Family-Friendly Workplaces Are Crucial for Our Nation

Tralonne Shorter
March 17, 2019

On March 14, NETWORK Senior Government Relations Advocate Tralonne Shorter spoke at a press conference with Rep. Rosa DeLauro, Senator Patty Murray, Rep. Lauren Underwood, and Rep. Alma Adams about the introduction of the Healthy Families Act. View photos of the press conference on NETWORK’s Flickr account.

At NETWORK we are working every day for the dignity of the common good: urging elected officials, including the President, to join us on our mission to put people over profits. We not only advocate for social justice on Capitol Hill, but we also are a leading example of family-friendly workplace policies that reflect the current and future nature of families and women in the workforce.

Inspired by Catholic Social Justice, we believe that workplace and labor policies must respect the dignity of every human being, and recognize the needs of every human being to be in community with one another. In our advocacy for family-friendly workplace policies, we have focused on guaranteeing that all workers have access to paid family leave and sick leave, ending the gender and racial wage gap, and encouraging flexible scheduling to give employees and employers more tools and resources to create mutually beneficial schedules.

Current bills coming up in Congress include issues that support national paid family and medical leave insurance programs (Family and Medical Insurance Leave [FAMILY] Act), as well as setting a consistent standard for earning sick days (Healthy Families Act). It is our hope that the successful passage of these bills will enable more workers to access necessary time off that would allow them to care for themselves and their families.

The patchwork of existing workplace policies is not a sufficient safety net for workers and their loved ones. Just 17% of workers in the U.S. have access to paid family leave, and only 40% of workers can take paid personal medical leave.[1] The private sector is making strides in offering family-friendly workplaces, but those protections are not enough on their own and often leave out the lowest-paid workers. The United States is the only industrialized nation that does not provide universal paid leave benefits, making time off inaccessible to lower-wage workers. While 92% of the highest wage earners has access to paid sick leave, only 31% of the lowest earning workers can take paid sick time.[2]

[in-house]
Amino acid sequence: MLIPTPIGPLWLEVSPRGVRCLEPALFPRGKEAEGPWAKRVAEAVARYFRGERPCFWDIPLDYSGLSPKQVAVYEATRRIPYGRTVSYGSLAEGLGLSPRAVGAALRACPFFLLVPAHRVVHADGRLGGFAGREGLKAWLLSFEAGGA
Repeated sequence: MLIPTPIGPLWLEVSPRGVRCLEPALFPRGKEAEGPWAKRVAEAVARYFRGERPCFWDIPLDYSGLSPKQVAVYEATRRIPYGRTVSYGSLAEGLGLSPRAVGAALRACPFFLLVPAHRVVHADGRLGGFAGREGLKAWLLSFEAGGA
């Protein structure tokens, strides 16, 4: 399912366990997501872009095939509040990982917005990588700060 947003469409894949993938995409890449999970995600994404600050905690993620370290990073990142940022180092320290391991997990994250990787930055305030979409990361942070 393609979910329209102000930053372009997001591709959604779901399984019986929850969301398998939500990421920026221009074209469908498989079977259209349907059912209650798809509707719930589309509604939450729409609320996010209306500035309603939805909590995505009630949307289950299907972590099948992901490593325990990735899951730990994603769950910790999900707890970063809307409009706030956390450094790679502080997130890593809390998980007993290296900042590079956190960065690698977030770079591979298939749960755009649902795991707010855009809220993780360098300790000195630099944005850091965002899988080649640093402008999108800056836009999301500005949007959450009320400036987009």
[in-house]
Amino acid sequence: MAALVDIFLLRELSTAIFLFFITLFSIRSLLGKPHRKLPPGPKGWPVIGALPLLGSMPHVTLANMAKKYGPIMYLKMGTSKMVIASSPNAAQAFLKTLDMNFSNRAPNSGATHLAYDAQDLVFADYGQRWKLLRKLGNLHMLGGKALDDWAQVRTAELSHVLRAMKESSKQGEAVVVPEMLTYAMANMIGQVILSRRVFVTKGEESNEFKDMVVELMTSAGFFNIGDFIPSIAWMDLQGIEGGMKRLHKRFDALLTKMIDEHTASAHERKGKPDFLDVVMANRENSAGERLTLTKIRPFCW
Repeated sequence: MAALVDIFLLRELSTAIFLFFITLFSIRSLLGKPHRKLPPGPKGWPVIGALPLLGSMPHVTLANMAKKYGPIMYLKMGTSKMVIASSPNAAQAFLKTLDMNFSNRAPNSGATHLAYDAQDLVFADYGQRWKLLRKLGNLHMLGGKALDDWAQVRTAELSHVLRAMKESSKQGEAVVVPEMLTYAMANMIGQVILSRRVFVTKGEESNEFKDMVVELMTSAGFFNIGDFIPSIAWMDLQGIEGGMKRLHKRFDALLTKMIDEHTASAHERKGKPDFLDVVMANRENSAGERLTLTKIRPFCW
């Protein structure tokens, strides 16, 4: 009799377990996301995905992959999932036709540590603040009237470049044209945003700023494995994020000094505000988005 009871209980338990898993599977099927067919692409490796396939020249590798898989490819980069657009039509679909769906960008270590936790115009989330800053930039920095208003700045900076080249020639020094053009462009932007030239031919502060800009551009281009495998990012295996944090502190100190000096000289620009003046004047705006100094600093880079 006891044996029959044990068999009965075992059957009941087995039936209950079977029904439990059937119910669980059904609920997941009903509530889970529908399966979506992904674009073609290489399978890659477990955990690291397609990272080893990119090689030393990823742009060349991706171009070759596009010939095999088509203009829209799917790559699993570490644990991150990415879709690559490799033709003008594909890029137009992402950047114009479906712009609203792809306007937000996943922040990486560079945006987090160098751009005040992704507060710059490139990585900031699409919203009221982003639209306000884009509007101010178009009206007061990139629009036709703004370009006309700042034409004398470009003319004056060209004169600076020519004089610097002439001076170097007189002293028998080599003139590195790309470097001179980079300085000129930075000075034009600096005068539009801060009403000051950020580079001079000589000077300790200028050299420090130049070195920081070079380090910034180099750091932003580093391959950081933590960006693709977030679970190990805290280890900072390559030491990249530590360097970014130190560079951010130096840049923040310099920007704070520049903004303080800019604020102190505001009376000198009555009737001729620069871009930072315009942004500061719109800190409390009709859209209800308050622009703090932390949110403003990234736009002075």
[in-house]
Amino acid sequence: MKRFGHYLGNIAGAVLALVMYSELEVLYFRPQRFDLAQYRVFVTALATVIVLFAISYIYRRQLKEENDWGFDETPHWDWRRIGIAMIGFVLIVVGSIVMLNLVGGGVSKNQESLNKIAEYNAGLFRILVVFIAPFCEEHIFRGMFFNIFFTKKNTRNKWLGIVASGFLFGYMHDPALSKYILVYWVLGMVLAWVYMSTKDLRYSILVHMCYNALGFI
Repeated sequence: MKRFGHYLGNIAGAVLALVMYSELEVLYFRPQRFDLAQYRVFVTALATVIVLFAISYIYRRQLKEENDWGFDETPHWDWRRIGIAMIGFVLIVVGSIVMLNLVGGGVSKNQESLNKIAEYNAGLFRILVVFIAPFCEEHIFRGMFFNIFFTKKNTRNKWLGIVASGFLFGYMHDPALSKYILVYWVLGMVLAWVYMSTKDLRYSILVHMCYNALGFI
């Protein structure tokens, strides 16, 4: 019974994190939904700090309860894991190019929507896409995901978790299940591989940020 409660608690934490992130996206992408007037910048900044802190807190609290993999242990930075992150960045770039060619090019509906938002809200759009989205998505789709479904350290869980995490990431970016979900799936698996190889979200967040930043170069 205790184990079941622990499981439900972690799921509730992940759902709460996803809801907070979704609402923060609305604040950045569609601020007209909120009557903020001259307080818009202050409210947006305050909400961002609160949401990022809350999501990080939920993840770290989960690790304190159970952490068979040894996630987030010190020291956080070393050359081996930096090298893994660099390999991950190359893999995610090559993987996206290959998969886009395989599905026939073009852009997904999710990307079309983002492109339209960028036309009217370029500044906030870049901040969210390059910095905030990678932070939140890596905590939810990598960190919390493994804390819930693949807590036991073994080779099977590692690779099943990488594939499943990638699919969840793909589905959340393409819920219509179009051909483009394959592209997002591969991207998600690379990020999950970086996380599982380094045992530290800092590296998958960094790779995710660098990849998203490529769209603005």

The Healthy Families Act and the FAMILY Act would serve as two major solutions to promoting family-friendly workplaces, and upholding workers’ inherent dignity in allowing paid leave. As people of faith, we value an economy that puts people, not profit, at the center. We know that when the people at the economic margins of our society do better, we all do better.

The Healthy Families Act would set a consistent standard for accruing sick days: workers would earn a minimum of one hour of paid sick time for every 30 hours worked, up to 56 hours (seven days) per year. Additionally, the act would enable workers in businesses with fifteen or more employees to earn up to seven job-protected, paid sick days each year. These sick days would allow people to recover from illnesses, access preventive care, provide care to a sick family member, or attend school meetings related to a child’s health condition or disability.

The FAMILY Act would provide workers with up to partial income to take time for their own serious health conditions, pregnancy and childbirth recovery, care of a family member, birth or adoption, or military caregiving needs. The act covers all workers—part-time, lower-wage, and self-employed workers are all eligible. All companies are covered, no matter their size; the paid leave would be funded by small employer and employee contributions that amount to 2 cents for every $10 in wages.

The Healthy Families and FAMILY Acts not only contain provisions that would allow workers to earn paid sick days and family leave to care for themselves or an immediate family member, they also include important protections for victims of domestic violence, stalking, or sexual assault. No one should have to worry about losing their job while recovering from the trauma of intimate partner violence or harassment. These laws ensure every worker has access to the time they need to care for themselves and their loved ones.

We know paid sick days work because we’ve seen them implemented in 10 states and 20 cities around the country. Providing family-friendly workplace protections is necessary to build an economy that puts people, not profit at the center. Catholic Social Justice teaches that workplace and labor policies must respect the dignity of every human being, and recognize the needs of every human being to be in community with one another. The right to work must operate in concert with human needs of community – and our government should institute laws to ensure family-friendly workplaces.

Now is the time for Congress to pass the FAMILY Act and the Healthy Families Act, so that every employer can provide a pro-family friendly workplace that reflects the current and future nature of families and women in the workforce.